Dana L. Cloud is Associate Professor in the Department of Communication Studies at the University of Texas. Cloud’s research interests lie in the areas of rhetoric and social movements, critique of representations of race and gender in the mass media, and the defense of historical materialist theory and method in communication studies. Her work has appeared in Communication and Critical/Cultural Studies, the Quarterly Journal of Speech,Critical Studies in Media CommunicationRhetoric & Public Affairs, and the Western Journal of Communication. Among other awards, Cloud is a recipient of the National Communication Association's Karl Wallace Memorial Award.

Hearing the Hurt: Rhetoric, Aesthetics, and Politics of the New Negro Movement book cover

Hearing the Hurt: Rhetoric, Aesthetics, and Politics of the New Negro Movement

Eric King Watts
Tuscaloosa: University of Alabama Press, 2012

Hearing the Hurt is an examination of how the New Negro movement, also known as the Harlem Renaissance, provoked and sustained public discourse and deliberation about black culture and identity in the early twentieth century.

Borrowing its title from a W. E. B. Du Bois essay, Hearing the Hurt explores the nature of rhetorical invention, performance, and mutation by focusing on the multifaceted issues brought forth in the New Negro movement, which Watts treats as a rhetorical struggle over what it means to be properly black and at the same time properly American. Who determines the meaning of blackness? How should African Americans fit in with American public culture? In what way should black communities and families be structured? The New Negro movement animated dynamic tension among diverse characterizations of African American civil rights, intellectual life, and well-being, and thus it provides a fascinating and complex stage on which to study how ideologies clash with each other to become accepted universally.

Watts, conceptualizing the artistic culture of the time as directly affected by the New Negro public discourse, maps this rhetorical struggle onto the realm of aesthetics and discusses some key incarnations of New Negro rhetoric in select speeches, essays, and novels.

Noting that Watts' book has "great strengths," the review in Research & Reference Book News highlights how Watts "quietly notes that American ideas of color, race, sexuality, and power are deeply connected, and we can't talk productively about the New Negro movement until we accept that many of its artists and thinkers were both black and gay/lesbian/bisexual. It is okay to say so, and it is both possible and necessary to talk about those things together. He [Watts] gives us one good model of what it looks like to do that." CallingHearing the Hurt a "fine achievement in a scholarly landscape focused on fiercely-defended single-issue categories," this review concludes that the books is "a valuable one for scholars and students of African-American culture, 20th century art, rhetoric, or identity studies from any perspective." Robert Terrill, the author ofMalcolm X: Inventing Radical Judgment, notes that Watts's book "attends to a significant historical movement that is woefully understudied among rhetorical critics." Watts's "intensity is palpable," Terrill continues, and "his textual analyses are insightful, and his sometimes lyrical turns of phrase both enliven his arguments and invite the reader to share his commitment to the material.”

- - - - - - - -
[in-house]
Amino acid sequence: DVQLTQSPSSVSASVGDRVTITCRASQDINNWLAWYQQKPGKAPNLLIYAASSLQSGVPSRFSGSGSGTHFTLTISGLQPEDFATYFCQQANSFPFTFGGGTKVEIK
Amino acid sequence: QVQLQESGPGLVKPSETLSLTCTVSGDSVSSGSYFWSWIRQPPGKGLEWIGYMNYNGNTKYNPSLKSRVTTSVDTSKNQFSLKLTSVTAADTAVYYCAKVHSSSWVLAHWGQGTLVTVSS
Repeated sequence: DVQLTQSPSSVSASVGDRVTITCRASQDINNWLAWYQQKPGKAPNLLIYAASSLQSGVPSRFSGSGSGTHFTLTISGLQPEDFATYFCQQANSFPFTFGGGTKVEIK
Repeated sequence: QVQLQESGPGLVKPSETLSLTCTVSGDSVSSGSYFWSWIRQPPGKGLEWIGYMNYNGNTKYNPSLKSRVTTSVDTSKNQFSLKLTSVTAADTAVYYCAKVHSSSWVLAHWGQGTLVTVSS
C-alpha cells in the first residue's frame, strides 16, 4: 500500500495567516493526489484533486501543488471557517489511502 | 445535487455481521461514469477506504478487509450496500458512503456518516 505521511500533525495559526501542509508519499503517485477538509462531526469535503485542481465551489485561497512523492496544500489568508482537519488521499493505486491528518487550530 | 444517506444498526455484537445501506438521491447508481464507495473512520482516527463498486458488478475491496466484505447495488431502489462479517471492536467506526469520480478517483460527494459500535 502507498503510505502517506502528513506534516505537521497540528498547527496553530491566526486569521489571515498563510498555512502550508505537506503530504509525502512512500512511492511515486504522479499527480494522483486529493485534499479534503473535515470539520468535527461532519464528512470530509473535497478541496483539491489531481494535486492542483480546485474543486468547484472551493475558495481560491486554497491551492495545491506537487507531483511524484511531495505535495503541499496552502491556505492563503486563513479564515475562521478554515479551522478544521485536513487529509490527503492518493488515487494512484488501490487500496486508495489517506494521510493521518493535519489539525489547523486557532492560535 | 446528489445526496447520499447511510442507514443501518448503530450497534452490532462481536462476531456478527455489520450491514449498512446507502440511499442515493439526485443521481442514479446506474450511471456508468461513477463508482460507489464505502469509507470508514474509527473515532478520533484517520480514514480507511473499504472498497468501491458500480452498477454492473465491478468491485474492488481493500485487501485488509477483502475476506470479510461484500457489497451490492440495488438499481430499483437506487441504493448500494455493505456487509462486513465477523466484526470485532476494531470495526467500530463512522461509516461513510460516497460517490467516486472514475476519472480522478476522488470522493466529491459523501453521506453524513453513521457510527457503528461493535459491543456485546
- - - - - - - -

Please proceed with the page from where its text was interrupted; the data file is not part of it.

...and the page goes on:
Eric King Watts is Associate Professor in the Department of Communication Studies at the University of North Carolina. Watts has also taught at the University of Dayton and Wake Forest University. A former editor of Critical Studies in Media Communication, Watts received the New Investigator Award from the NCA Rhetorical and Communication Theory Division in 2002, and the 2002 Outstanding Journal Article Award and the 2004 Outstanding Book Chapter Award from the African American Communication & Culture Division of NCA.

Ralph Ellison and Kenneth Burke: At the Roots of the Racial Divide book cover

Ralph Ellison and Kenneth Burke: At the Roots of the Racial Divide

Bryan Crable
Charlottesville: University of Virginia Press, 2012

Ralph Ellison and Kenneth Burke focuses on the little-known but important friendship between two canonical American writers. The story of this 50-year friendship, however, is more than literary biography; Bryan Crable (left) argues that the Burke-Ellison relationship can be interpreted as a microcosm of the American "racial divide." Through examination of published writings and unpublished correspondence, he reconstructs the dialogue between Burke and Ellison about race that shaped some of their most important works, including Burke's A Rhetoric of Motives and Ellison's Invisible Man. In addition, the book connects this dialogue to changes in American discourse about race. Crable shows that these two men were deeply connected, intellectually and personally, but that the social division between white and black Americans produced hesitation, embarrassment, mystery, and estrangement where Ellison and Burke might otherwise have found unity. By using Ellison’s nonfiction and Burke’s rhetorical theory to articulate a new vocabulary of race, the author concludes not with a simplistic "healing" of the divide, but with a challenge to embrace the responsibility inherent to our social order.